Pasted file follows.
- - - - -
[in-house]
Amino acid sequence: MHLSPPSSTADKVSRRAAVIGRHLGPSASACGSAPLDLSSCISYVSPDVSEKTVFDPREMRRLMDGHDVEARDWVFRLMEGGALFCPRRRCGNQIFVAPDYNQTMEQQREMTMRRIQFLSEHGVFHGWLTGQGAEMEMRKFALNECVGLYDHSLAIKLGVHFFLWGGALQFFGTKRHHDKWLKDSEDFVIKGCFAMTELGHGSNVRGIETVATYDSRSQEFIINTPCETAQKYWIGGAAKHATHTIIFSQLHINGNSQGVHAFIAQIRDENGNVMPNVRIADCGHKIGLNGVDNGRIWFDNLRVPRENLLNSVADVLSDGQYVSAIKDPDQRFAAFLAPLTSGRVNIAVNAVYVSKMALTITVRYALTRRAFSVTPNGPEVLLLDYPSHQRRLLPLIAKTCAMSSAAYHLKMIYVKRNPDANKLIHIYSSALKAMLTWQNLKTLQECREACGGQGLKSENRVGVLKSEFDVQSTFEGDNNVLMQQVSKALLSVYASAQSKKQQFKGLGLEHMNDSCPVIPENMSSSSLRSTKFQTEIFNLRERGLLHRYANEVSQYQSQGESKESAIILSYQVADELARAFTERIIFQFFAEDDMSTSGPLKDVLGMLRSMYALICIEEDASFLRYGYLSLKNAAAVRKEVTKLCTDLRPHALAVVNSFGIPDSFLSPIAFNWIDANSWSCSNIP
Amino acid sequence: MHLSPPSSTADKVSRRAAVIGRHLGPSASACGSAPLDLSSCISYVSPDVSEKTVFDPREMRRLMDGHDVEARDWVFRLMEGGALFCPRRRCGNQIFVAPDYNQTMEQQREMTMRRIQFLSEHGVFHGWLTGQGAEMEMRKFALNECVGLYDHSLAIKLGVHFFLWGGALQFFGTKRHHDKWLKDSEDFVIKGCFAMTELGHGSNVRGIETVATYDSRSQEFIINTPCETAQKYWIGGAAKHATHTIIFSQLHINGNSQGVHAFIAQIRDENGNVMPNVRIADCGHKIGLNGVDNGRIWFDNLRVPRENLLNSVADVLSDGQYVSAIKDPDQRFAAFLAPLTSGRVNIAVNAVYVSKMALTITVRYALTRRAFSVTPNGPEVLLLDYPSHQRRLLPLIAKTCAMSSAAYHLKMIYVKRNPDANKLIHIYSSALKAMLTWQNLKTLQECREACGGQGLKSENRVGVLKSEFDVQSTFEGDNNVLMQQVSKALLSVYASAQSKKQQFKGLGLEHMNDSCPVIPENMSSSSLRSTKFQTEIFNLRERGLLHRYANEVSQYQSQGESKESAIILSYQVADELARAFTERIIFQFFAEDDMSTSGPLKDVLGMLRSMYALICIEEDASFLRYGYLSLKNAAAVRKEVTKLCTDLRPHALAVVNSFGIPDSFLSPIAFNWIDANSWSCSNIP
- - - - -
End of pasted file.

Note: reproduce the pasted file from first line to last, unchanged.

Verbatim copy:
[in-house]
Amino acid sequence: MHLSPPSSTADKVSRRAAVIGRHLGPSASACGSAPLDLSSCISYVSPDVSEKTVFDPREMRRLMDGHDVEARDWVFRLMEGGALFCPRRRCGNQIFVAPDYNQTMEQQREMTMRRIQFLSEHGVFHGWLTGQGAEMEMRKFALNECVGLYDHSLAIKLGVHFFLWGGALQFFGTKRHHDKWLKDSEDFVIKGCFAMTELGHGSNVRGIETVATYDSRSQEFIINTPCETAQKYWIGGAAKHATHTIIFSQLHINGNSQGVHAFIAQIRDENGNVMPNVRIADCGHKIGLNGVDNGRIWFDNLRVPRENLLNSVADVLSDGQYVSAIKDPDQRFAAFLAPLTSGRVNIAVNAVYVSKMALTITVRYALTRRAFSVTPNGPEVLLLDYPSHQRRLLPLIAKTCAMSSAAYHLKMIYVKRNPDANKLIHIYSSALKAMLTWQNLKTLQECREACGGQGLKSENRVGVLKSEFDVQSTFEGDNNVLMQQVSKALLSVYASAQSKKQQFKGLGLEHMNDSCPVIPENMSSSSLRSTKFQTEIFNLRERGLLHRYANEVSQYQSQGESKESAIILSYQVADELARAFTERIIFQFFAEDDMSTSGPLKDVLGMLRSMYALICIEEDASFLRYGYLSLKNAAAVRKEVTKLCTDLRPHALAVVNSFGIPDSFLSPIAFNWIDANSWSCSNIP
Amino acid sequence: MHLSPPSSTADKVSRRAAVIGRHLGPSASACGSAPLDLSSCISYVSPDVSEKTVFDPREMRRLMDGHDVEARDWVFRLMEGGALFCPRRRCGNQIFVAPDYNQTMEQQREMTMRRIQFLSEHGVFHGWLTGQGAEMEMRKFALNECVGLYDHSLAIKLGVHFFLWGGALQFFGTKRHHDKWLKDSEDFVIKGCFAMTELGHGSNVRGIETVATYDSRSQEFIINTPCETAQKYWIGGAAKHATHTIIFSQLHINGNSQGVHAFIAQIRDENGNVMPNVRIADCGHKIGLNGVDNGRIWFDNLRVPRENLLNSVADVLSDGQYVSAIKDPDQRFAAFLAPLTSGRVNIAVNAVYVSKMALTITVRYALTRRAFSVTPNGPEVLLLDYPSHQRRLLPLIAKTCAMSSAAYHLKMIYVKRNPDANKLIHIYSSALKAMLTWQNLKTLQECREACGGQGLKSENRVGVLKSEFDVQSTFEGDNNVLMQQVSKALLSVYASAQSKKQQFKGLGLEHMNDSCPVIPENMSSSSLRSTKFQTEIFNLRERGLLHRYANEVSQYQSQGESKESAIILSYQVADELARAFTERIIFQFFAEDDMSTSGPLKDVLGMLRSMYALICIEEDASFLRYGYLSLKNAAAVRKEVTKLCTDLRPHALAVVNSFGIPDSFLSPIAFNWIDANSWSCSNIP